Midwest Writers’ Workshop- Building A Platform
While at MWW, I attended a networking lunch with Jane Friedman, who spoke on developing an audience as a writer. As a former publisher with Writers Digest with a Twitter following of 181,000, Ms. Friedman knows what she’s talking about. I especially appreciated that her advice was simple, common sense, and almost entirely cost-free. So, since I love to pass on such things, here are Ms. Friedman’s recommendations for developing an online audience, with my own commentary:
1- Figure out your “kernel”– your specific area of expertise. I love it when this is also something useful for others and something you’re passionate about.
2- Establish a website that’s truly yours. Not your boss’s/organization’s site, not a group project (unless you specifically want to build a platform as part of a group.) This website should not be “under construction”, and it should have a place readers can read about you as well as see your content.
3- Start an e-mail newsletter and collect sign-ups on your website– or have a blog where readers subscribe to your posts. This can function as well as a newsletter, since whatever content you would send out in a newsletter can just be posted to the blog for readers.
4- Choose a social network to focus on- and enjoy interacting! Don’t spread yourself thin by working on every one of the top ten sites. Specialize, post useful & interesting content, and use it often– be consistent.
5- Pay attention to how your readers engage. Where does your traffic come from? What days and times? Adjust your promotions and activity according to how your readers access and connect. Being consistent is important to measuring all this.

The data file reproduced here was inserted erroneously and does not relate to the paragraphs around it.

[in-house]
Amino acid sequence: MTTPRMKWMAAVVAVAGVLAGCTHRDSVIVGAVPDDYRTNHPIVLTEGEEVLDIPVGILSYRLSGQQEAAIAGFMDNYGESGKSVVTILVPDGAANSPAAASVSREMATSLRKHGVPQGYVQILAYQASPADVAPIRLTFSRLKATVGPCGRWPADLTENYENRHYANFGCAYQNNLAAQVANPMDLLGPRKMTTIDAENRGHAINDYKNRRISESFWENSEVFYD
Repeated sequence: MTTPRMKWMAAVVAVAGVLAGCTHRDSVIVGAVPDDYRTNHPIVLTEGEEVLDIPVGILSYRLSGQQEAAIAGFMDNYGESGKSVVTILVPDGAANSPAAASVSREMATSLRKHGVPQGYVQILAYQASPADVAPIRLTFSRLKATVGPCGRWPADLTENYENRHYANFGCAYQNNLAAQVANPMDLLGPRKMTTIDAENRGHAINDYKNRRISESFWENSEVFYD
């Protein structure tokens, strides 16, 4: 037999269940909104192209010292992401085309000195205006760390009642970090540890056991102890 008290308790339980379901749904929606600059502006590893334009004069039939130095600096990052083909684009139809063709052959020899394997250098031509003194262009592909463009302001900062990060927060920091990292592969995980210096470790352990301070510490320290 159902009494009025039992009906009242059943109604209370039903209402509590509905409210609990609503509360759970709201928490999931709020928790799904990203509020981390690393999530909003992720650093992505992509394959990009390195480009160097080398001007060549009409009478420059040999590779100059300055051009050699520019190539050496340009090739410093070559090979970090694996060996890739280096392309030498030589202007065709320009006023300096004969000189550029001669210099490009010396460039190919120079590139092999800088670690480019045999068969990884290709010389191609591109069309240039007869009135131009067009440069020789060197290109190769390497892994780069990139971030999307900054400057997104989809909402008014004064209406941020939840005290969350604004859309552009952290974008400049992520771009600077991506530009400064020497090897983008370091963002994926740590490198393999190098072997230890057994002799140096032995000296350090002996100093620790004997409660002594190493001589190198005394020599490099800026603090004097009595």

6- Measure, adjust, and experiment. What topics do best? What unique thing can you launch? What service can you provide? Basically, pay attention to what works, and have fun with it.
Here are a few things Ms. Friedman very nicely but very firmly told us to NOT do:
1- Never email someone about your content/service/product who has not explicitly given you permission to do so.
2- Don’t be impatient with gaining followers and readers. It takes time.
3- Be polite. Don’t throw yourself at people and don’t pressure them. This will harm your platform.
4- Don’t expect growth to be instantaneous. It takes time. Just generate quality content that you love, and be patient.
I love advice like this, because it boils a whole system of ethics concerning online interaction into a few simple concepts I can remember and follow. What do you think? Have you been practicing any of these consistently? Are they working for you?